Cisco IOS Mode User Privilege Configurations
CLI Access ModesEach Cisco device on CLI interface supports three access modes
- User EXEC
Provides basic access to the IOS with limited command availability (basically simple monitoring and troubleshooting commands)
- Privilege EXEC
Provides high-level management access to the IOS, including all commands available at User EXEC mode
Allows configuration changes to be made to the device
User EXEC ModeYour initial access to the CLI is via the User EXEC mode, which has only a limited number of IOS commands you can execute. Depending on the Cisco device’s configuration, you might be prompted for a password to access this mode.
This mode is typically used for basic troubleshooting of networking problems. You can tell that you are in User EXEC mode by examining the prompt on the left side of the screen:
Router>If you see a > character at the end of the information, you know that you are in User EXEC mode. The information preceding the > is the name of the Cisco device.
For instance, the default name of all Cisco routers is Router, whereas the 2960 switch’s User EXEC prompt looks like this: Switch>. These device names can be changed with the hostname command.
Privilege EXEC ModeOnce you have gained access to User EXEC mode, you can use the enable command to access Privilege EXEC mode:
Router> enable Router#Once you enter the enable command, if a Privilege EXEC password has been configured on the Cisco device, you will be prompted for it. Upon successfully authenticating, you will be in Privilege EXEC mode. You can tell that you are in this mode by examining the CLI prompt. In the preceding code example, notice that the > changed to a #.
When you are in Privilege EXEC mode, you have access to all of the User EXEC commands as well as many more advanced management and troubleshooting commands. These commands include extended ping and trace abilities, managing configuration files and IOS images, and detailed troubleshooting using debug commands. About the only thing that you can’t do from this mode is change the configuration of the Cisco device—this can be done only from Configuration mode. If you wish to return to User EXEC mode from Privilege EXEC mode, use the exit command:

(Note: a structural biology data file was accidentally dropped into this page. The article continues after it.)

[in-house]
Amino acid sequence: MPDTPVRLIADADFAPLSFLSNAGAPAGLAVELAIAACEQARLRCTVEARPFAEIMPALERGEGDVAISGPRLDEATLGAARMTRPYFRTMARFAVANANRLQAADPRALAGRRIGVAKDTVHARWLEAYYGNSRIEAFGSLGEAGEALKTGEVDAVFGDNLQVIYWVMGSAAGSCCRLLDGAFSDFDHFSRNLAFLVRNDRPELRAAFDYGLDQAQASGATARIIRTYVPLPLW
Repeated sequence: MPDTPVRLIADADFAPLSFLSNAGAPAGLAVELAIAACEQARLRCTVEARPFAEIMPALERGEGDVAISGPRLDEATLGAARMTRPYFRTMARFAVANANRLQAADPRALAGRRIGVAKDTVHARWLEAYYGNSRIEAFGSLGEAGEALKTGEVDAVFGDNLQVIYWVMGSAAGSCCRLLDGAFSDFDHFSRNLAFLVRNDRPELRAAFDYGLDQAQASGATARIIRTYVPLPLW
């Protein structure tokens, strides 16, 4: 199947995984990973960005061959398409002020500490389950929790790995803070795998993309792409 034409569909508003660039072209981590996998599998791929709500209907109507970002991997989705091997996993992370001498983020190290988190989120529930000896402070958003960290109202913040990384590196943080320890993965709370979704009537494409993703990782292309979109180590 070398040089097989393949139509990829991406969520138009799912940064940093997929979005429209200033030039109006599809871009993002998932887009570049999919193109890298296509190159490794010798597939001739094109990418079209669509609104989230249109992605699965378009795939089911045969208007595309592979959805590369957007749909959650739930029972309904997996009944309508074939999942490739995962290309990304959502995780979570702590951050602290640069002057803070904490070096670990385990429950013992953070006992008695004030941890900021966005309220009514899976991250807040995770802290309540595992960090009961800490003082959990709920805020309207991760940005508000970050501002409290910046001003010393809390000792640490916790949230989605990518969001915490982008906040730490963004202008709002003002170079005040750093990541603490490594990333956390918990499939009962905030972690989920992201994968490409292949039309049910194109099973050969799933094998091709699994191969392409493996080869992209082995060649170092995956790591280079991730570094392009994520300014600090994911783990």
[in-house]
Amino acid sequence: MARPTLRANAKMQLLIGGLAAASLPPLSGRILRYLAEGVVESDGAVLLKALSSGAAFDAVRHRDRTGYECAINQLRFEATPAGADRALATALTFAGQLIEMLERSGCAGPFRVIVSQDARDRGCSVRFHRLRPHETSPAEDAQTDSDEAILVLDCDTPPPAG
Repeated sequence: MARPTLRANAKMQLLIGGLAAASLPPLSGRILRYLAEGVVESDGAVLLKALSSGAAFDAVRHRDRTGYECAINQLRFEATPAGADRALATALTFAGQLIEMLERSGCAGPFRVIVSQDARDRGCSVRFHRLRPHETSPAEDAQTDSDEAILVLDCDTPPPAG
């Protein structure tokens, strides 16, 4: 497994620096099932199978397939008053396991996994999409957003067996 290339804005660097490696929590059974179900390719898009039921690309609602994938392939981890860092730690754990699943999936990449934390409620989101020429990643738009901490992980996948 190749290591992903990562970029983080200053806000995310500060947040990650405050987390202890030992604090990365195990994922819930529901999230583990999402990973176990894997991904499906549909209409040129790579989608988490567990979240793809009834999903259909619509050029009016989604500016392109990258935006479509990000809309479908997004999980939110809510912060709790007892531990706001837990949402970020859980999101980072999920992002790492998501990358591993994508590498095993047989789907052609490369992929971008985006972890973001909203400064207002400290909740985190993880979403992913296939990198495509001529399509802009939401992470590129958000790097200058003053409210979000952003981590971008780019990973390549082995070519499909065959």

Router# exit Router>Again, by examining the prompt, you can tell that you are now in User EXEC mode.
Configuration Modes of Cisco IOS SoftwareFrom privileged EXEC mode, you can enter global configuration mode using the
configure terminal command.
From global configuration mode, you can access specific configuration modes, which include, but are not limited to, the following:
Supports commands that configure operations on a per-interface basis
Supports commands that configure multiple virtual interfaces on a single physical interface
Supports commands that configure controllers (for example, E1 and T1 controllers)
Supports commands that configure the operation of a terminal line (for example, the console or the vty ports)
Supports commands that configure an IP routing protocol
Commands that affect the entire device are called global commands.
The hostname and enable password commands are examples of global commands.
Commands that point to or indicate a process or interface that will be configured are called major commands. When entered, major commands cause the CLI to enter a specific configuration mode.
Major commands have no effect unless you immediately enter a subcommand that supplies the configuration entry. For example, the major command interface serial 0 has no effect unless you follow it with a subcommand that tells what is to be done to that interface.
|Router#||Privileged mode (also known as EXEC-level mode)|
|Router(config)#||Global configuration mode|
|Router(config-router)#||Router configuration mode|